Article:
Beppe Bergomi watched Inter as a child, playing for them at the top for 20 years and his career nearly reaching the new millennium.Eugenio Bersellini fell in love with the player from a football perspective straight away. Showing maturity well past his years, the 16-year-old was handed his debut against Juventus in the Coppa Italia. He then scored in the derby at the age of 17, before then triumphing as a starter in the World Cup final aged 18. Amazingly, he then enjoyed playing in another World Cup when he was 35. During his time at Inter, he secured one legendary Scudetto and three UEFA Cups. From Altobelli to Ronaldo, passing through to Matthäus, Bergomi was the ideal conductor for 20 years at the Nerazzurri, always playing with calmness, intelligence and a smile.Beppe developed as a player with Inter and in Serie A, which soon became the strongest league in the world. Every Sunday, he would face opponents such as Maradona, Van Basten, Mancini, Baggio, Voller and Laudrup. In 1989, Trapattoni’s Inter left them all behind, with the heart of their iron defence inspired by the Academy. This was made up of Walter Zenga, Giuseppe Bergomi and Riccardo Ferri, with Andrea Mandorlini there to protect them and the intelligent Andy Brehme present to encourage smart forays forward.He began his career as an effective right full-back, before then becoming a sweeper for Gigi Simoni, who resembled the likes of Bersellini, Trapattoni, Bearzot and Cesare Maldini. All different coaches who understood how important it was to have a figurehead like him both out on the pitch and also in the dressing room. Firm but rough (he received 12 red cards in his career), when playing he demonstrated intelligence and charisma, as well as heart and technique.With a strong moustache present from an early age, Gianpiero Marini told him in the dressing room, “You look like my uncle” - a nickname that subsequently stuck.His record appearances for the Nerazzurri, 756, had seemed unbeatable at the time, only for his natural heir, Javier Zanetti, to successfully break it. Bergomi was captain of Inter and captain of the National Team, enjoying some Magic Nights during Italia 1990, but ultimately failing to lift the trophy on home soil - the biggest torment for that specific sporting generation, Bergomi included.He is now one of the top pundits in Italy and brings to the microphone exactly what he shown on the pitch: fairness, morality, analysis and passion.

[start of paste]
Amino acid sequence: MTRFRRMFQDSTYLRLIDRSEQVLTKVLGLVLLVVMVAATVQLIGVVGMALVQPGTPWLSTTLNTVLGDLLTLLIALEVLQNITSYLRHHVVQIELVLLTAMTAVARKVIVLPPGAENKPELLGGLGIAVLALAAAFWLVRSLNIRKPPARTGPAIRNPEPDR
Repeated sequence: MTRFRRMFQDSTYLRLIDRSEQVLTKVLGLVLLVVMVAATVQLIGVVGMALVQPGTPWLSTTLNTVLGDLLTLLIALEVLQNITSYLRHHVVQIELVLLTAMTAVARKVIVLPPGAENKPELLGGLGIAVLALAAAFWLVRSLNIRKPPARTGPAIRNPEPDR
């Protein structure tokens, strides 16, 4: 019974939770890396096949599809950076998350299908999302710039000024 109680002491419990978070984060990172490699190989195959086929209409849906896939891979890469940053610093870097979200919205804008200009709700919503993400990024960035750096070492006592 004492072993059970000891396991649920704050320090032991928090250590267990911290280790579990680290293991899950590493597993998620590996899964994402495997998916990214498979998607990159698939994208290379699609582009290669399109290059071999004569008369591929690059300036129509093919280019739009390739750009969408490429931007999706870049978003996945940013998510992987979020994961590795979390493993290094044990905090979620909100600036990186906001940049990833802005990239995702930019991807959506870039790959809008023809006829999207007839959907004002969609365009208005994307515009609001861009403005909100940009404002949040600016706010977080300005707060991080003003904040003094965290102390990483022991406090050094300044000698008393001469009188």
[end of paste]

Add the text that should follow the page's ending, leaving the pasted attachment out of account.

Beppe Bergomi lived through Inter as a child, and then went on to take us right to the top for twenty years, practically guiding the Club into the new millennium. Eugenio Bersellini was truly taken aback by this serious young boy, a boy who already seemed like a man, so much so that he gave him his debut at the age of just 16 years old against Juventus in the Coppa Italia. At 17, he scored a goal in the Derby. At 18, he was a World Champion, putting in a superb performance as a starter in the World Cup final. At 35, he was still loving his football in fine form at the 1998 World Cup. In the midst of all this came a whole career at Inter, a legendary Scudetto and three UEFA Cups lifted high to the sky. From Altobelli to Ronaldo, with Matthäus in the middle, Bergomi was a true constant for the Nerazzurri for 20 years: always calm, always intelligent and always with a smile on his face. Beppe grew up alongside Inter and Serie A, which went from being just a national league to one of the biggest championships in the world, one where his opponents each Sunday would go by Maradona and Van Basten, Mancini and Baggio, Voller and Laudrup. Inter left them all in their wake in 1989, with Trapattoni at the helm, and the heart of that iron defence stemming from our Youth Academy: Walter Zenga, Giuseppe Bergomi and Riccardo Ferri, with the shrewd Andrea Mandorlini lending a hand and the genius of Andy Brehme providing a transition to dangerous attacks. He started off at right-back, initially playing in a zonal marking system, and finished off as a sweeper. He was a warrior in Gigi Simoni’s defence, a man similar to Bersellini, Trapattoni, Bearzot and Cesare Maldini: all of the coaches who best understood how important it was to have a point of reference like him both on the pitch and in the dressing room. Disciplined but fiery (with twelve red cards across the course of his career), he brought charisma, clearness of mind, heart and a set of smart feet whenever he stepped out onto the pitch. From a very young age, he always sported a seemingly outdated moustache. “But you look like my Uncle,” Gianpiero Marini told him one day in the dressing room. The nickname stuck with him ever since. His Nerazzurri record for appearances seemed unbeatable, with 756 games played for the Club, and it was only another monument like Javier Zanetti, his natural heir, who could ever overcome it. Captain of Inter, he also donned the armband for the National Team at Italia ’90, as Italy fell short in their quest to win the home World Cup on those Magical Nights in 1990. Today he’s one of the most popular football commentators in Italy, bringing to the microphone exactly what he brought to the pitch each time: precision, moral rigor, analytical skills and more than anything, passion for the game. Giuseppe Bergomi remains the youngest debutant in Inter’s history, beginning to carve out his place in Nerazzurri history that first day he stepped out onto the pitch in a Nerazzurri shirt in 1980. From that day forward, he would never take off our shirt. He was just 16 years and 39 days old when Bersellini gave him his debut away to Juventus in the Coppa Italia. The date was 30 January 1980, and the boy born on the outskirts of Milan in Settala never looked back. His legs never trembled, not even when he starred in Italy’s World Cup triumph at the age of 18 in ’82. They used to call him “Zio”, and that’s how all us Inter fans knew him. Serious, reliable, strong. Defender, icon, captain. He arrived at Inter a boy, but in his 20 years at the Club he became a man lifting trophies with the captain’s armband. That record-breaking Scudetto, a unique achievement from the ‘80s, and those UEFA Cups in the ‘90s.